Median survival for the entire cohort was 15 days (range 0–436 days) from the initial decision to refer from Fast-Track funding when it was recognised that the person was within the last weeks to months of life (figure 2). There was a difference in median survival between those whose funding was approved and those whose funding was deferred (18 vs 25 days; p=0.0013), but this was by only 7 days. From the entire cohort, regardless of funding outcome, 56 of 439 people (12.8%) survived more than 60 days, and 33 people (7.5%) were still alive at 90 days from referral. Even for those who had funding deferred, as they were thought not to meet criteria of rapid decline and poor prognosis, only 27 of 127 people (21.3%) survived beyond 60 days. Nearly one-third of the cohort (129 people; 29.4%) died on the ward due to rapid decline and/or personal/family choice, with a median survival of 4 days, 104 before a CHCFT referral could be progressed.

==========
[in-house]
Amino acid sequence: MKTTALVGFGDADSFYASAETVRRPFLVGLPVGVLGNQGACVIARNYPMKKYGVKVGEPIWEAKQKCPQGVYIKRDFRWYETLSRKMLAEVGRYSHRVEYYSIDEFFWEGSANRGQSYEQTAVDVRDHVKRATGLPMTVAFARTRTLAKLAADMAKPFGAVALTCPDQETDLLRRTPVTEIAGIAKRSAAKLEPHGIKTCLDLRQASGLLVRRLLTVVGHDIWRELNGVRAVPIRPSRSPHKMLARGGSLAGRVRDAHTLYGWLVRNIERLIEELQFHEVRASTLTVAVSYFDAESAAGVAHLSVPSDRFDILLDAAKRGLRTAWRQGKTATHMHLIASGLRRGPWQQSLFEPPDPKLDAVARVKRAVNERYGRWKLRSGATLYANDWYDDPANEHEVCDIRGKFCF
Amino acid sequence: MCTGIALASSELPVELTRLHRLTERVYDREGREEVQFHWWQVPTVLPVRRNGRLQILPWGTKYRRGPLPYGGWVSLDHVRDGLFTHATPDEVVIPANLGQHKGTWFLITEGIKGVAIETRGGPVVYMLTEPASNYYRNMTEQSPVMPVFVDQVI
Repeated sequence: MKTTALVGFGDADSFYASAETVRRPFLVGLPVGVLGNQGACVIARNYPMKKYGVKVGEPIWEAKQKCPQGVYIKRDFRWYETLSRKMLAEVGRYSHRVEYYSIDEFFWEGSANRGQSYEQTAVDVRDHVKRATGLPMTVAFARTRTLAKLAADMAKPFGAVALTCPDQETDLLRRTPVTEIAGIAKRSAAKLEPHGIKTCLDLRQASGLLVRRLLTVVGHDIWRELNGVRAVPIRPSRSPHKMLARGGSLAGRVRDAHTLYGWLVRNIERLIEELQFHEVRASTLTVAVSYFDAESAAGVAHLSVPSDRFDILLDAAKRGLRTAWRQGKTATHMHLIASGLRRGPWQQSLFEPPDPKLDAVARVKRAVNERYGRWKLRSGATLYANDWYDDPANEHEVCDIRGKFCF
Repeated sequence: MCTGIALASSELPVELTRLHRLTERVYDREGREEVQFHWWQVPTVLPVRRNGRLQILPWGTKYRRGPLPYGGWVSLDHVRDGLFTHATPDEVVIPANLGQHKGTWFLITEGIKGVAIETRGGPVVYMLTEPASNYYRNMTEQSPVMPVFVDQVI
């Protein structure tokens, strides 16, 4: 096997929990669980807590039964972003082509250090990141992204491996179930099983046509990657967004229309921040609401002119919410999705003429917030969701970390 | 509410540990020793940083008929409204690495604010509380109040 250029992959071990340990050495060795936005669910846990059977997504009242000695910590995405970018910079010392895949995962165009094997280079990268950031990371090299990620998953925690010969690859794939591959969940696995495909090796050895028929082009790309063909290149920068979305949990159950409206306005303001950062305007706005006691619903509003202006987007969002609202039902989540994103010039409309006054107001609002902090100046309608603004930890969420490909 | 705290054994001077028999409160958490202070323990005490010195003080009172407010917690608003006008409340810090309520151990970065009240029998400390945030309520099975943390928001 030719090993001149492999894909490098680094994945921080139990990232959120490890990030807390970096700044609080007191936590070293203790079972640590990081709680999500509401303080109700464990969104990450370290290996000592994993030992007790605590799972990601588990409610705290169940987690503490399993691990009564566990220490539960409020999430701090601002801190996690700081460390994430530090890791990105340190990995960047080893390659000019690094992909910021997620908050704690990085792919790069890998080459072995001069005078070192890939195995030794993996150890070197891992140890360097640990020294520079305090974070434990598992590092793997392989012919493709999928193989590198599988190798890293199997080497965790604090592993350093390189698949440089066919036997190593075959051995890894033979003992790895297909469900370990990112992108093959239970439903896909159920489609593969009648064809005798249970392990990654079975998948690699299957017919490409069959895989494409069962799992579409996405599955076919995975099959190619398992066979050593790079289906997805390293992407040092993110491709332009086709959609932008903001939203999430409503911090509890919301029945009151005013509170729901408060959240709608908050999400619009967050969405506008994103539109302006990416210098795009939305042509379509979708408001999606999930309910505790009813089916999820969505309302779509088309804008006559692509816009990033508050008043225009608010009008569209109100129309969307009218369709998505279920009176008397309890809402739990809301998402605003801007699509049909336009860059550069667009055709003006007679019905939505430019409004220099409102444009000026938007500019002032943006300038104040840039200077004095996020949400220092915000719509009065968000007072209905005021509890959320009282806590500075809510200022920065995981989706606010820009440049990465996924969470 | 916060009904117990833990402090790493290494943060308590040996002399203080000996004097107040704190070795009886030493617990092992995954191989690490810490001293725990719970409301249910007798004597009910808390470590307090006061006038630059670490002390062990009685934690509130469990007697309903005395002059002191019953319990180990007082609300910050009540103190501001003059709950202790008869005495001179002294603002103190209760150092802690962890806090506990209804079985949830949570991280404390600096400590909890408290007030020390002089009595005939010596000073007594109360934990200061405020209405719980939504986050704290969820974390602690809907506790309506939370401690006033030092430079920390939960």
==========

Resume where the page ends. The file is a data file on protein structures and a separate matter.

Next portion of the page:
Figure 2

Kaplan-Meier plot of survival over time by outcome of CHCFT referral. Outcomes for the entire cohort (black, solid line), approved (light grey, solid line), deferred (dark grey dashed line) and those that died on the ward (mid-grey, dash-dot line). CHCFT, Continuing Healthcare Fast-Track.

Between February and August there was a significant downward trend in Fast-Track funding approval rates (figure 3).

Figure 3

Statistical Process Control (SPC) chart (P Chart) of percentage of CHCFT referrals approved, by month of referral, over time. Median approval rate 52.16% (shown with dotted line). Significant downward trend in approval rates from March 2021 to August 2021 (following the local peak in Winter 2020–2021 COVID-19 admissions). CHCFT, Continuing Healthcare Fast-Track.

Discussion

Main findings/results of the study

People referred for end-of-life care packages during an inpatient admission to a district general hospital were identified in their last few days to weeks of life. Regardless of the decision on funding, few people were alive after 60 days and only 7.5% were alive after 90 days. Many patients were in their last few days to weeks of life and many did not survive long enough, or were not well enough, to be discharged to home, hospice or a nursing home. Over the audit period, the approval rate of funding declined. These analyses suggest that most people fulfilled CHCFT requirements at referral of anticipated poor prognosis and rapid decline.